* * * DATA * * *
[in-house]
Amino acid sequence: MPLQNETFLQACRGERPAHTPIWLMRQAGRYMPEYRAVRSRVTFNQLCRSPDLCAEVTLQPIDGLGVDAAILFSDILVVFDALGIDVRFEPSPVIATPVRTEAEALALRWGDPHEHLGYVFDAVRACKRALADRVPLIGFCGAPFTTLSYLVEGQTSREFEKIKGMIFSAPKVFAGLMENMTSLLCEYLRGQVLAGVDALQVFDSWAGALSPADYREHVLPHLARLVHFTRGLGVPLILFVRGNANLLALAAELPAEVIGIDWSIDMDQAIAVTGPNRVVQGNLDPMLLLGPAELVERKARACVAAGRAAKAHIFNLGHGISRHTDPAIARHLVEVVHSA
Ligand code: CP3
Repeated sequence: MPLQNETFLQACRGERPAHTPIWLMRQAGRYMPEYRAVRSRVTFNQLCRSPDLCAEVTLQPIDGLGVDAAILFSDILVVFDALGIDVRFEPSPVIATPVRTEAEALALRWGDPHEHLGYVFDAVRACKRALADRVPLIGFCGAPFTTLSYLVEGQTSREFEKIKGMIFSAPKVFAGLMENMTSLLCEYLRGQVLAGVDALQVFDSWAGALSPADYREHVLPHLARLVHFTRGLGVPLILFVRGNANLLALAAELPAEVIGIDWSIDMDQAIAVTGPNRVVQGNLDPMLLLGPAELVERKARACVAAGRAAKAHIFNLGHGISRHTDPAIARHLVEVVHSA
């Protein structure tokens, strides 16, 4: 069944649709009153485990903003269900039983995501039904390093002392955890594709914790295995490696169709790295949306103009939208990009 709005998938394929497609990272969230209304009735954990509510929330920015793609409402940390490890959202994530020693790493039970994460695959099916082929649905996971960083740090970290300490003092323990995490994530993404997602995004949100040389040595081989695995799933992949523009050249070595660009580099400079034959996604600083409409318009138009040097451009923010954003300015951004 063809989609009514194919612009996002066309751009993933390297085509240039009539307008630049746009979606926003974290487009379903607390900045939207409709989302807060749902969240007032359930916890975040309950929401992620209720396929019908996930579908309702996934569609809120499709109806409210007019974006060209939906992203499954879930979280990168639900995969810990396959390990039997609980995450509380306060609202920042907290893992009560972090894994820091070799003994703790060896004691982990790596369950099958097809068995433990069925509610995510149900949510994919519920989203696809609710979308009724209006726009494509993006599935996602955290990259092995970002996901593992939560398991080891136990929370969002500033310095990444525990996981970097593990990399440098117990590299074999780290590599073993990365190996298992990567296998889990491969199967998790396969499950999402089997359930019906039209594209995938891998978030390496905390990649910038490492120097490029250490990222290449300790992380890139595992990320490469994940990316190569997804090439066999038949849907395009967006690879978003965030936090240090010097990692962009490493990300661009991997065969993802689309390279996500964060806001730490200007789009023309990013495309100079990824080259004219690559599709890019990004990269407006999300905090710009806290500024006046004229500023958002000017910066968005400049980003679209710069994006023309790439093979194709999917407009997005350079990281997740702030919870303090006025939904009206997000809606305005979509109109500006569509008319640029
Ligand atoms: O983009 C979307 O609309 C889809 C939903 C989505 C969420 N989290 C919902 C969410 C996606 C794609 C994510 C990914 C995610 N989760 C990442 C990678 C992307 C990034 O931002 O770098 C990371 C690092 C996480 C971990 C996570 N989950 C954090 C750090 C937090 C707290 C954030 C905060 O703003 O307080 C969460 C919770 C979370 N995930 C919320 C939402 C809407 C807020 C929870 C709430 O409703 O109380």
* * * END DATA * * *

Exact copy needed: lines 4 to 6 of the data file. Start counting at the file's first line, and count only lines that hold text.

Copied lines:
Repeated sequence: MPLQNETFLQACRGERPAHTPIWLMRQAGRYMPEYRAVRSRVTFNQLCRSPDLCAEVTLQPIDGLGVDAAILFSDILVVFDALGIDVRFEPSPVIATPVRTEAEALALRWGDPHEHLGYVFDAVRACKRALADRVPLIGFCGAPFTTLSYLVEGQTSREFEKIKGMIFSAPKVFAGLMENMTSLLCEYLRGQVLAGVDALQVFDSWAGALSPADYREHVLPHLARLVHFTRGLGVPLILFVRGNANLLALAAELPAEVIGIDWSIDMDQAIAVTGPNRVVQGNLDPMLLLGPAELVERKARACVAAGRAAKAHIFNLGHGISRHTDPAIARHLVEVVHSA
């Protein structure tokens, strides 16, 4: 069944649709009153485990903003269900039983995501039904390093002392955890594709914790295995490696169709790295949306103009939208990009 709005998938394929497609990272969230209304009735954990509510929330920015793609409402940390490890959202994530020693790493039970994460695959099916082929649905996971960083740090970290300490003092323990995490994530993404997602995004949100040389040595081989695995799933992949523009050249070595660009580099400079034959996604600083409409318009138009040097451009923010954003300015951004 063809989609009514194919612009996002066309751009993933390297085509240039009539307008630049746009979606926003974290487009379903607390900045939207409709989302807060749902969240007032359930916890975040309950929401992620209720396929019908996930579908309702996934569609809120499709109806409210007019974006060209939906992203499954879930979280990168639900995969810990396959390990039997609980995450509380306060609202920042907290893992009560972090894994820091070799003994703790060896004691982990790596369950099958097809068995433990069925509610995510149900949510994919519920989203696809609710979308009724209006726009494509993006599935996602955290990259092995970002996901593992939560398991080891136990929370969002500033310095990444525990996981970097593990990399440098117990590299074999780290590599073993990365190996298992990567296998889990491969199967998790396969499950999402089997359930019906039209594209995938891998978030390496905390990649910038490492120097490029250490990222290449300790992380890139595992990320490469994940990316190569997804090439066999038949849907395009967006690879978003965030936090240090010097990692962009490493990300661009991997065969993802689309390279996500964060806001730490200007789009023309990013495309100079990824080259004219690559599709890019990004990269407006999300905090710009806290500024006046004229500023958002000017910066968005400049980003679209710069994006023309790439093979194709999917407009997005350079990281997740702030919870303090006025939904009206997000809606305005979509109109500006569509008319640029
Ligand atoms: O983009 C979307 O609309 C889809 C939903 C989505 C969420 N989290 C919902 C969410 C996606 C794609 C994510 C990914 C995610 N989760 C990442 C990678 C992307 C990034 O931002 O770098 C990371 C690092 C996480 C971990 C996570 N989950 C954090 C750090 C937090 C707290 C954030 C905060 O703003 O307080 C969460 C919770 C979370 N995930 C919320 C939402 C809407 C807020 C929870 C709430 O409703 O109380």